Residencies are open to individual and collaborative artists of all disciplines, including (but not limited to) writers, poets, storytellers, dancers, designers, map makers, musicians, video and film artists, as well as artist collectives. Excellent candidates may be makers of 2D or 3D objects and/or have experience in performance, events, installations, new (immersive) media, social practice, or audience-activated artwork. Artists will work collaboratively with the Bell Museum public engagement and science learning team, as well as with the museum’s curatorial, academic, and/or research staff, University of Minnesota researchers and faculty, and possibly one another. This opportunity is only open to artists who live and work in Minnesota.
Application Deadline: 11:59pm, Sunday, December 30, 2018.
See details and instructions below. Interviews with semi-finalists will take place January 28 through February 8, 2019. Resident artist selection is expected by the end of February 2019. All residencies will be completed between March 1, 2019 and August 31, 2020.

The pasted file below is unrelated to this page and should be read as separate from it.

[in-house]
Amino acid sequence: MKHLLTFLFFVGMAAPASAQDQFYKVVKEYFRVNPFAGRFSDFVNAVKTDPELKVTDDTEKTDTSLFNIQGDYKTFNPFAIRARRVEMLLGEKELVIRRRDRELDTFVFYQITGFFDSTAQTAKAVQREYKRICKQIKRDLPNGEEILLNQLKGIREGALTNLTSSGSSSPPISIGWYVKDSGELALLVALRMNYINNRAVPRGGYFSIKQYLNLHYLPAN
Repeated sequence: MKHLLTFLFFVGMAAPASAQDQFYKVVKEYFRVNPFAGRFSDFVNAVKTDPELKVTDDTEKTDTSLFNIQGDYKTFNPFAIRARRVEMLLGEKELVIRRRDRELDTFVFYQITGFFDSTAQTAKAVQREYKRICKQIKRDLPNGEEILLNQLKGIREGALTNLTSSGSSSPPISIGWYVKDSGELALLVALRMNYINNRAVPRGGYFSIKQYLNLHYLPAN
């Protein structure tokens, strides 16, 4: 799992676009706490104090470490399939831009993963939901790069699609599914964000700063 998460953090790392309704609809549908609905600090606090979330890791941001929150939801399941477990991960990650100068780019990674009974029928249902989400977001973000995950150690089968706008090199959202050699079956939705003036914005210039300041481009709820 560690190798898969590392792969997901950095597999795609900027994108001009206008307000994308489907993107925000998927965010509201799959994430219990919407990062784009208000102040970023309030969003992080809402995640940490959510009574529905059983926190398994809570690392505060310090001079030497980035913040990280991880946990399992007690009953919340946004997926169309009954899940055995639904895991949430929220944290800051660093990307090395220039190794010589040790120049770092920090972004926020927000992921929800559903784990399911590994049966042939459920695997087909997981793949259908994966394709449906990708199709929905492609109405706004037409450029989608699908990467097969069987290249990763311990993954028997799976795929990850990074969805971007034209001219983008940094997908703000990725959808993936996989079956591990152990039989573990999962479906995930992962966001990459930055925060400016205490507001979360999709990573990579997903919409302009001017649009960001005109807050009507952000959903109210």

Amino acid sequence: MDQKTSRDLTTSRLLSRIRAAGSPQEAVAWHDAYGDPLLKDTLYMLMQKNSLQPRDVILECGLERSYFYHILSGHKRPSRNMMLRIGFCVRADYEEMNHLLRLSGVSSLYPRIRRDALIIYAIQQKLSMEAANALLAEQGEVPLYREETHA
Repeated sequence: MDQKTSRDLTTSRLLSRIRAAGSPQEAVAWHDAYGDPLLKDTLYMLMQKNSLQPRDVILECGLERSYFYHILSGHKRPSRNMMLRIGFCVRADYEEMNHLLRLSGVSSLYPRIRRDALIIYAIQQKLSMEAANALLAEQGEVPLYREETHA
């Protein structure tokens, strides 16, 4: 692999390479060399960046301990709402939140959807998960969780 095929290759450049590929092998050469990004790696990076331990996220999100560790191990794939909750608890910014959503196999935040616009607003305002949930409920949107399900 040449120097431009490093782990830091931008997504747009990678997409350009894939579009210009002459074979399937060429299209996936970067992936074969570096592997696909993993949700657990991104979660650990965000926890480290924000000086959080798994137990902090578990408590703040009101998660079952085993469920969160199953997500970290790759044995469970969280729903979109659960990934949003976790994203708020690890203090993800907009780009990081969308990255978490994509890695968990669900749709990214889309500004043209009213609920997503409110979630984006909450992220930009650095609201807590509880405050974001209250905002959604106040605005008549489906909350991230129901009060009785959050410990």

This program is funded in part through generous support from the McKnight Foundation.
Schedule – Range from 2-10 hours per week, flexible depending on individual projects.
Term – 12 to 15 weeks.
Compensation – $4,000 term stipend plus $500 materials budget and funds (up to $2,000) to support exhibition or special performance per residency.
Venue – Bell Museum, 2088 Larpenteur Avenue West, Saint Paul, Minnesota 55113
Reports to – Leah Peterson, Adult Programs Coordinator
Ideal candidates have five or more years of artistic experience and possess the following traits and competencies:
Adaptability – able to learn quickly and thrive when immersed in new subject matter and unfamiliar environments such as research labs and scientific collections.
Scientific Thinking – actively uses scientific ways of thinking such as observation, inquiry, and critical evaluation.
Self-Direction & Collaboration – comfortable taking initiative and adept at working with a variety of people.
Public Engagement – develops tools and methods for communicating their knowledge, passion, and curiosity to a diverse audience in doing and discovering science.
Artistic Voice – cultivates a robust personal artistic practice and direction, as well as a working knowledge of and enthusiasm for a wide range of artistic work.